Economic and trade cooperation has been the cornerstone of China-Canada relations, and there is big potential to boost bilateral business ties in green finance, clean technologies, digital economy and other areas, Chinese and Canadian officials said.
To be sure, challenges remain, but a major hurdle for bilateral economic ties has been removed, with the safe return of Meng Wanzhou, chief financial officer of Huawei Technologies Co, to China from Canada several weeks ago, they said.
Wang Shouwen, China”s vice-minister of commerce, said in a speech via a video link at the 43rd Canada-China Business Council business dinner in Beijing on Wednesday that there is still big potential for boosting trade between China and Canada, and efforts are needed to seize the opportunities in global economic recovery to further expand bilateral cooperation.
Wang said Meng’s return to China removed a major hurdle between China and Canada, but that does not mean bilateral ties will improve automatically.
Highlighting that relations between the two countries should be based on mutual respect and benefits, Wang called on the Canadian side to take a rational approach to building a pragmatic dialogue policy, resist protectionism and create a better environment for Chinese companies, including Huawei.
His comments follow reports that Canada will likely decide in the coming weeks whether or not to allow Huawei to participate in its 5G development.
Reuters reported on Sept 29 that Canada is likely to make a decision “in the coming weeks” on whether or not to ban Huawei from the build-out of its 5G telecom networks.
Bilateral trade stayed resilient amid the COVID-19 pandemic, reaching $76 billion in 2020, up 2.5 percent year-on-year. Trade with China accounted for 10 percent of Canada’s foreign trade, according to data from Statistics Canada.
Chinese investment in Canada has created almost 30,000 jobs. The number of Huawei’s research and development employees in Canada, for instance, rose by 25 percent to 1,500 amid the pandemic, Wang said.
Dominic Barton, Canadian ambassador to China, said in an interview with China Daily on the sidelines of the Wednesday event that Meng’s release from Canada signifies that a major emotional issue is now off the table.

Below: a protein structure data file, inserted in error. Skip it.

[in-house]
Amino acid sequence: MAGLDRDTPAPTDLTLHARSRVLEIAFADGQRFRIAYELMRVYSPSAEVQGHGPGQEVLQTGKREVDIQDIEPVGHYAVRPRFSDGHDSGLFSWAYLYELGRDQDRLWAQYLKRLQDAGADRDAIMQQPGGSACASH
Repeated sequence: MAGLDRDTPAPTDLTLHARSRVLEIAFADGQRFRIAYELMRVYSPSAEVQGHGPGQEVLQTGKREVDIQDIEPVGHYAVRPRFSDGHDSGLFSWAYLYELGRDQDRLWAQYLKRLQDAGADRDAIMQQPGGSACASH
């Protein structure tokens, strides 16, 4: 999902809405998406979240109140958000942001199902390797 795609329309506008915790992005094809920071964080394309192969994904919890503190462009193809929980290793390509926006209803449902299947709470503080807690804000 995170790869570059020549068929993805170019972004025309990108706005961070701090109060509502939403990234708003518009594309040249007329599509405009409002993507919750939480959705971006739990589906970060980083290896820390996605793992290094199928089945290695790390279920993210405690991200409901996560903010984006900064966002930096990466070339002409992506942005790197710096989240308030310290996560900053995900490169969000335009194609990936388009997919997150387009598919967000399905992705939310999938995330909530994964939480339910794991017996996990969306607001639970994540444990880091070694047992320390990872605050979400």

Barton cited an ancient Chinese poem to describe the relationship after Meng’s case: “There are high mountains, wilding rivers and you can lose (your way), but in the shade of the willow tree, you can see the bright flowers and villages on the horizon.”
There is great potential to boost bilateral economic cooperation in areas like environment, food security and elder care, though disputes remain, Barton said.
“For instance, clean tech has big growth potential as both countries are deeply passionate about the environment,” Barton said, adding that China and Canada can learn from each other on how to better promote an energy transition.
Barton did not offer any comment on the reported upcoming decision by Canada on Huawei. Asked about prospects for bilateral cooperation in telecom, he said every country has its own security issues and security concerns should not be pointed at any particular country.
Steve Liu, vice-president of public affairs and communications at Huawei, said on Wednesday that Huawei will continue to increase investment and employment in Canada, where the company’s businesses range from wireless communications, artificial intelligence to optical-fiber networks.
Liu said Huawei has been cooperating with the Canadian government on a security review program for more than nine years and the company hopes that any decision by Canada would be based on facts and evidence.
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